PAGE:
On Aug. 18, 2003, an executive from Key Energy Services testified during a House natural gas task force field hearing co-chaired by Reps. Steve Pearce (R-N.M.) and Heather Wilson (R-N.M.).
Six weeks later, Key Energy closed a deal to buy the assets of Pearce’s oil services company, apparently for $12 million, more than double the value of the company that Pearce had claimed on his financial disclosure forms.
Pearce’s sale of his business highlights just how difficult it can be to glean meaningful information from the financial disclosure forms filed by Members of Congress. Pearce’s forms provide no record of the sale and very little detail about his assets, though the House ethics committee has found him to be in compliance with the disclosure rules.
Roll Call found no evidence that Pearce has taken any legislative action to specifically benefit Key Energy Services.
Key Energy reported to the Securities and Exchange Commission in 2003 that the terms of the sale “were determined by direct negotiations with the owners of the business” — Pearce and his wife, Cynthia. Pearce’s office told Roll Call last week that the Congressman had negotiated the deal with Key between January and June of 2003, and by the time of the August hearing, the price had been set, with only “due diligence” remaining to close the sale.
In e-mail responses to Roll Call’s questions, Pearce spokesman Brian Phillips dismissed any concerns about the timing or the price of the sale. The energy task force “was not an official House committee, had no legislative powers and no jurisdiction,” Phillips said, and though Pearce co-chaired the hearing, he was not the chairman of the task force. In addition, Phillips said, “We have no record how and when the panelists were contacted.”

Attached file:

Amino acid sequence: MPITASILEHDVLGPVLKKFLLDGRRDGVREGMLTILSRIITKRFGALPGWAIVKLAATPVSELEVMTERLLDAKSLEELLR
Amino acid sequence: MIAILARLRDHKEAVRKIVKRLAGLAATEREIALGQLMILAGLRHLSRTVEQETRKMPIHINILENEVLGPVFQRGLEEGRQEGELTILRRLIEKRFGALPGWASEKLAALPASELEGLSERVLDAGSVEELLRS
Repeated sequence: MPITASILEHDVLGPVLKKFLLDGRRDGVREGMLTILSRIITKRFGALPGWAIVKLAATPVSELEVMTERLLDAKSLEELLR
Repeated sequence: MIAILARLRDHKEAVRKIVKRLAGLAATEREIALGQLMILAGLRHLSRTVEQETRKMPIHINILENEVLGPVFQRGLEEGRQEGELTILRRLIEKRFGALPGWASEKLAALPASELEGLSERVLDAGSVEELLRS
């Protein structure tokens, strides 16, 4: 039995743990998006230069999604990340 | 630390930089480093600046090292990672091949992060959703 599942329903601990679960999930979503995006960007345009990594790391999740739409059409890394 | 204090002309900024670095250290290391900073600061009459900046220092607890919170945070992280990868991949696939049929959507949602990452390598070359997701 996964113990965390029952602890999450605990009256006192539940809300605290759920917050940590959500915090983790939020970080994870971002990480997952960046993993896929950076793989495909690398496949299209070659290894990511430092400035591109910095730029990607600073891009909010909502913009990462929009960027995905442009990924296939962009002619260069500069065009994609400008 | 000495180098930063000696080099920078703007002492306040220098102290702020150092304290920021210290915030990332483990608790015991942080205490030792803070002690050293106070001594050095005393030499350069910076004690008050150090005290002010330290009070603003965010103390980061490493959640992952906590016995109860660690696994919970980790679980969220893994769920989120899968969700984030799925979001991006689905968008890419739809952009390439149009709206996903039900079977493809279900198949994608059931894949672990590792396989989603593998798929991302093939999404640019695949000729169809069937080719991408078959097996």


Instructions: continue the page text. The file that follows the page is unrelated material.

As far as the sale price of Pearce’s company, Phillips argues that it is standard accounting practice to value a company based on the depreciation of its assets, while the sale price is based on future potential earnings. In its announcement of the purchase, Key said it anticipated Pearce’s company would generate $8 million a year in revenues.
“Everything pertaining to the sale of substantially all of the assets of Lea Fishing Tools, Inc. to Key was done in full compliance with House rules and the ethics committee and was reported properly,” Phillips wrote. “Congressman Pearce has acted correctly and in full compliance with the rules of the House.”
Pearce and Wilson are facing off in a June primary for the Republican nomination to replace Sen. Pete Domenici (R-N.M.), who is retiring.
As a Congressional candidate in 2002, Pearce filed a financial disclosure form listing his largest asset as Lea Fishing Tools, an oil services company in Hobbs, N.M., valued at $1 million to $5 million. In 2003, now a Member of Congress, Pearce again reported ownership of the company, and reported the same value, though he was no longer receiving the $270,000 annual income from the business.
In the parlance of the oil industry, “fishing” refers to a specialized service of fishing out of oil wells tools or equipment that were accidentally dropped down the hole.
In early 2003, Pearce — already a member of the House Natural Resources Subcommittee on Energy and Mineral Resources — was tapped by then-Speaker Dennis Hastert (R-Ill.) to join a new Republican Task Force For Affordable Natural Gas, along with Wilson and 16 other Members. On Aug. 12, Wilson and Pearce announced the agenda for a field hearing of the task force in Hobbs.
Key Energy Services was not listed among the witnesses, but at the hearing six days later, the company’s vice president for strategic planning testified, telling Pearce and Wilson that volatility in natural gas prices creates nearly unmanageable boom and bust cycles for companies that support the oil and gas industry.
In October, Key announced that it had purchased the assets of a New Mexico fishing company for about $12 million. The company reported to the SEC that it had transferred $5.2 million of its stock to Lea Fishing as part of the sale, suggesting that the remainder of the purchase would have been cash. Lea Fishing was one of many smaller energy services companies that Key purchased in the first half of this decade.
Pearce never reported the proceeds from the sale, because under House rules, he didn’t have to. After the liberal group Citizens for Responsibility and Ethics in Washington attacked Pearce for not reporting the income from the sale, Pearce asked the House Committee on Standards of Official Conduct whether he was required to report the sale on his personal financial disclosure forms.